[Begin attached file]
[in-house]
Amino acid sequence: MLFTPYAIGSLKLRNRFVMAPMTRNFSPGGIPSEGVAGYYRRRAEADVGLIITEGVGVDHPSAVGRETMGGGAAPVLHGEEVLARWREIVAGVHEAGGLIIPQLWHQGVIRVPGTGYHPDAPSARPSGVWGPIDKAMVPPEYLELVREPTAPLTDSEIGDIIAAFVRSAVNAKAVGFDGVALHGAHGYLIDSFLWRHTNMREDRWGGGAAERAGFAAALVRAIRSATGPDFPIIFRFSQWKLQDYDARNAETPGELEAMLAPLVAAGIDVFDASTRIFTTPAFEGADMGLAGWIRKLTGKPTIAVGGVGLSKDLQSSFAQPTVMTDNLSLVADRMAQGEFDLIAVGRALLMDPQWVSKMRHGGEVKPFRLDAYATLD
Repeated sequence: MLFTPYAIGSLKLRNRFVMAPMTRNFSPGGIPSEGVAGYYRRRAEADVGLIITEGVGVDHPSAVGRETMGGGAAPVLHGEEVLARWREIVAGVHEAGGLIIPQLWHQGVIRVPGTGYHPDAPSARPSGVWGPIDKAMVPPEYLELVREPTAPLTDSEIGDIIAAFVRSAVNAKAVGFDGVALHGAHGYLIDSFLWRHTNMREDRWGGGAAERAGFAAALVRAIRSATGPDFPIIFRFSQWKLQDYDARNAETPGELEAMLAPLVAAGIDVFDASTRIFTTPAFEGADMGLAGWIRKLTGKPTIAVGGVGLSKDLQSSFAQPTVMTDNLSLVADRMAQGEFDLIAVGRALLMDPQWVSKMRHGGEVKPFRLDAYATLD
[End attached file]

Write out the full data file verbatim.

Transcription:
[in-house]
Amino acid sequence: MLFTPYAIGSLKLRNRFVMAPMTRNFSPGGIPSEGVAGYYRRRAEADVGLIITEGVGVDHPSAVGRETMGGGAAPVLHGEEVLARWREIVAGVHEAGGLIIPQLWHQGVIRVPGTGYHPDAPSARPSGVWGPIDKAMVPPEYLELVREPTAPLTDSEIGDIIAAFVRSAVNAKAVGFDGVALHGAHGYLIDSFLWRHTNMREDRWGGGAAERAGFAAALVRAIRSATGPDFPIIFRFSQWKLQDYDARNAETPGELEAMLAPLVAAGIDVFDASTRIFTTPAFEGADMGLAGWIRKLTGKPTIAVGGVGLSKDLQSSFAQPTVMTDNLSLVADRMAQGEFDLIAVGRALLMDPQWVSKMRHGGEVKPFRLDAYATLD
Repeated sequence: MLFTPYAIGSLKLRNRFVMAPMTRNFSPGGIPSEGVAGYYRRRAEADVGLIITEGVGVDHPSAVGRETMGGGAAPVLHGEEVLARWREIVAGVHEAGGLIIPQLWHQGVIRVPGTGYHPDAPSARPSGVWGPIDKAMVPPEYLELVREPTAPLTDSEIGDIIAAFVRSAVNAKAVGFDGVALHGAHGYLIDSFLWRHTNMREDRWGGGAAERAGFAAALVRAIRSATGPDFPIIFRFSQWKLQDYDARNAETPGELEAMLAPLVAAGIDVFDASTRIFTTPAFEGADMGLAGWIRKLTGKPTIAVGGVGLSKDLQSSFAQPTVMTDNLSLVADRMAQGEFDLIAVGRALLMDPQWVSKMRHGGEVKPFRLDAYATLD